It is well settled that a demurrer admits, for the purpose of testing the sufficiency of the pleadings, all facts well pleaded in the complaint. If the facts alleged in the complaint, taken as true, and liberally construed in favor of the pleader, are sufficient to state a *238cause of action, the demurrer should be overruled. Glover v. Brotherhood, 250 N.C. 35, 108 S.E. 2d 78. For the purpose of this decision, it is admitted that Singletary is the owner of an uninsured automobile, and that plaintiff received bodily injuries caused by the accident alleged. Therefore, to decide whether the plaintiff has alleged facts sufficient to legally entitle him to recover damages, we must determine if the injury arose out of the “ownership, maintenance, or use” of the motor vehicle. In making this determination, the same rules of construction apply in construing uninsured motorists coverage as apply in construing a standard liability insurance policy. “The purpose of the statute making uninsured motorist coverage compulsory, it has been said, is to give the same protection to a person injured by an uninsured motorist as he would have had if he had been injured in an accident caused by an automobile covered by a standard liability insurance policy.” 7 Am. Jur., 2d, Automobile Insurance, § 135, p. 461.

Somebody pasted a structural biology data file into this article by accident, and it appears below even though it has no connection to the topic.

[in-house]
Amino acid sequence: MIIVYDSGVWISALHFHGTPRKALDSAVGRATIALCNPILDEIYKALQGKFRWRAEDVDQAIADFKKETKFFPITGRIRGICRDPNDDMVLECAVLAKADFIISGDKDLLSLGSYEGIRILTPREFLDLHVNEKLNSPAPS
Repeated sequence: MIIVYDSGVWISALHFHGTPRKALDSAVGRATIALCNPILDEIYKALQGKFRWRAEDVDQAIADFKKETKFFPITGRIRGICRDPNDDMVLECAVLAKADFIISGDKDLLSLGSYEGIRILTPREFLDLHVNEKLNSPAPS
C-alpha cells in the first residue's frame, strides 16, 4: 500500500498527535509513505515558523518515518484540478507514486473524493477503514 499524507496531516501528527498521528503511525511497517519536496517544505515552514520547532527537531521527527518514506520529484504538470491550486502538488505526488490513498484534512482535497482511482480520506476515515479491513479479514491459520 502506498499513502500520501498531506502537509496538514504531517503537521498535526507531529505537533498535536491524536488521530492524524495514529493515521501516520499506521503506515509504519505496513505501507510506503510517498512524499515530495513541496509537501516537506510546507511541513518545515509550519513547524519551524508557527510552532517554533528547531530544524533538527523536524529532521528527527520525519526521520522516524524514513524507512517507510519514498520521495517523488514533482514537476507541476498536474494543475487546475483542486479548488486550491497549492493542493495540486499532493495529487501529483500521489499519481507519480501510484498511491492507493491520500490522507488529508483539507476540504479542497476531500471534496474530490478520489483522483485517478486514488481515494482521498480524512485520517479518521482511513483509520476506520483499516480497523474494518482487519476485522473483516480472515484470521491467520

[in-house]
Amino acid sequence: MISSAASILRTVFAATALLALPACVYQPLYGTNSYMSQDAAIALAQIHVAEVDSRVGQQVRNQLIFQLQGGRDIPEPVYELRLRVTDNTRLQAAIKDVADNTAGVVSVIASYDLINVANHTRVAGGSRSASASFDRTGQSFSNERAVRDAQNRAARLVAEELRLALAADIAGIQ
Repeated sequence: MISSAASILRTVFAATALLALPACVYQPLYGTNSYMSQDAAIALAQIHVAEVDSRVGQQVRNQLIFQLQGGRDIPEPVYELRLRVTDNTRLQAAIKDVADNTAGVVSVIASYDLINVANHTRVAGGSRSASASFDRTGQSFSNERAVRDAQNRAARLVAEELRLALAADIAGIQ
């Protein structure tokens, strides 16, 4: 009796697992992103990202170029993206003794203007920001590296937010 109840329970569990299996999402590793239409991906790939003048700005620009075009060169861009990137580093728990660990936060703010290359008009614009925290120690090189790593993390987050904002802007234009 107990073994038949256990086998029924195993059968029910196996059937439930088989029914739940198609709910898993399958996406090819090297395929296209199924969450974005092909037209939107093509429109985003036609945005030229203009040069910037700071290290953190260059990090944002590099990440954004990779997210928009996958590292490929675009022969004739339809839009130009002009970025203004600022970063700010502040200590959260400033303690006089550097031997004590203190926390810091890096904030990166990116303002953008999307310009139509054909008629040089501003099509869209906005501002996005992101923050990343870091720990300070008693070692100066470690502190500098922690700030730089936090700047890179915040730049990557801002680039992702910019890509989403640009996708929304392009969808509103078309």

“Insurance policies must be given a reasonable interpretation and where there is no ambiguity they are to be construed according to their terms. Huffman v. Insurance Co., 264 N.C. 335, 141 S.E. 2d 496. Where there is ambiguity and the policy provision is susceptible of two interpretations, of which one imposes liability upon the company and the other does not, the provision will be construed in favor of coverage and against the Company. Mills v. Insurance Co., 261 N.C. 546, 135 S.E. 2d 586. ... In the construction of contracts, even more than in the construction of statutes, words which are used in common, daily, nontechnical speech, should, in the absence of evidence of a contrary intent, be given the meaning which they have for laymen in such daily usage, rather than a restrictive meaning which they may have acquired in legal usage. In the construction of contracts the purpose is to find and give effect to the intention of the contracting parties, if possible.” Insurance Co. v. Insurance Co., 266 N.C. 430, 146 S.E. 2d 410.